Moreover, Labor's leaders, particularly its younger echelons, gradually distanced themselves from the Jewish-Zionist tradition and flirted with a cosmopolitan culture and individualistic values, such as human rights and democracy. While there is a consensus about the supremacy of law in a democratic society, the Supreme Court, under the leadership of its former president Aharon Barak, adopted a very active posture, which was not appreciated by the more conservative elements in Israeli society. Yet, the Supreme Court has become the secularists' temple. Labor and leftist parties in its orbit have gradually adopted the discourse that favors individualism and pursuit of individual rights at the expense of the collectivist ethos that was once dominant, but is still widespread.

Furthermore, the Israel Labor Party's socialist heritage and groundings have been drowned out, even crushed, by the business and economic elite of Israel. Labor has become a party of the wealthy. The entourage of the old-fashioned Yitzhak Rabin and the "nouveaux riche" Ehud Barak became full of successful capitalists. And so, the underprivileged classes in Israel no longer view the Labor Party as their guardian in Israeli politics. This role has been overtaken by parties on the Israeli right and by religious communities.

Thus, Labor abandoned collectivist ideology, distanced itself from Jewish traditional values, and discarded socialism. Parallel to this, Labor shifted to the left of center on issues of war and peace vacating the center to the Likud. Moreover, Labor became associated with the "peace process," beginning with its initiation of the Oslo accords. Yet, the Oslo process was fraught with uncertainties, and eventually failed. This has been the verdict for several years now by a majority of Israelis, even those that originally supported the daring diplomatic experiment. The so-called "peace camp" in Israeli politics has been largely discredited. The results of the 2003, 2006, and 2009 elections reflect this judgment. Society was generally ready to "give peace a chance," but Labor gradually lost their support for the process. At the same time, many messianic doves (an almost extinct species in Israel) now prefer to cast their votes for parties to the hard left of Labor.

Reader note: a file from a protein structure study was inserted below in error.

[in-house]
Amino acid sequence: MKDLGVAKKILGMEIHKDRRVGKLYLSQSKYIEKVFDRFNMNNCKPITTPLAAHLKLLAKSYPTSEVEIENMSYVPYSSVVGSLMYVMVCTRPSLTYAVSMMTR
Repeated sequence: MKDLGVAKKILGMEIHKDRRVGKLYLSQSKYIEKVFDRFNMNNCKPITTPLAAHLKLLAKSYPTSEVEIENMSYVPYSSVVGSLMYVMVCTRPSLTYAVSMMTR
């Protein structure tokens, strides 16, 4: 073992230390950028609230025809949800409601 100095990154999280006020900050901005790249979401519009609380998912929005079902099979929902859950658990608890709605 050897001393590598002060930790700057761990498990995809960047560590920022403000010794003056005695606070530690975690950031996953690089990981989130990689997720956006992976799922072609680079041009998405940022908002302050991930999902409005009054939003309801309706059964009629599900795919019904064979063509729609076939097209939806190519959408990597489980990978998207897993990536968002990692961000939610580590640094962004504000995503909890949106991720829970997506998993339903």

In point of fact, Ehud Barak strongly fell out of favor by the unreformed doves in 2001 after he coined the "no partner" phrase (following the breakdown of the 2000 Camp David summit, which shattered most illusions about the capability of the Palestinian national movement as a partner in the peace process.)

Finally, Labor failed to stay in sync with demographic changes in Israel. Gradually, Israel's Sephardic population is now a majority, and they have displayed a tendency to vote in large numbers for the opposition to Labor. The demographic picture significantly changed again after the Russian immigration of the 1990s. Immigrants from the former Soviet Union have displayed a preference for right-wing parties. Labor's pool of support thus remained primarily Ashkenazi, older, and middle- to upper-class. Labor has been increasingly flirting with Israel's Arab community to gain additional votes. Relying on the Arab vote, however, is the worst image a party can have in the Israeli Jewish public. Ironically, the Arab citizens refrained from voting Labor because it largely supported the use of force against Palestinian terrorism.

Consequently, the Labor Party of 2009 is a party with a glorious past, but a very dim future.

Efraim Inbar is professor of political science at Bar-Ilan University and director of the Begin-Sadat Center for Strategic Studies.

BESA Perspectives is published through the generosity of the Littauer Foundation.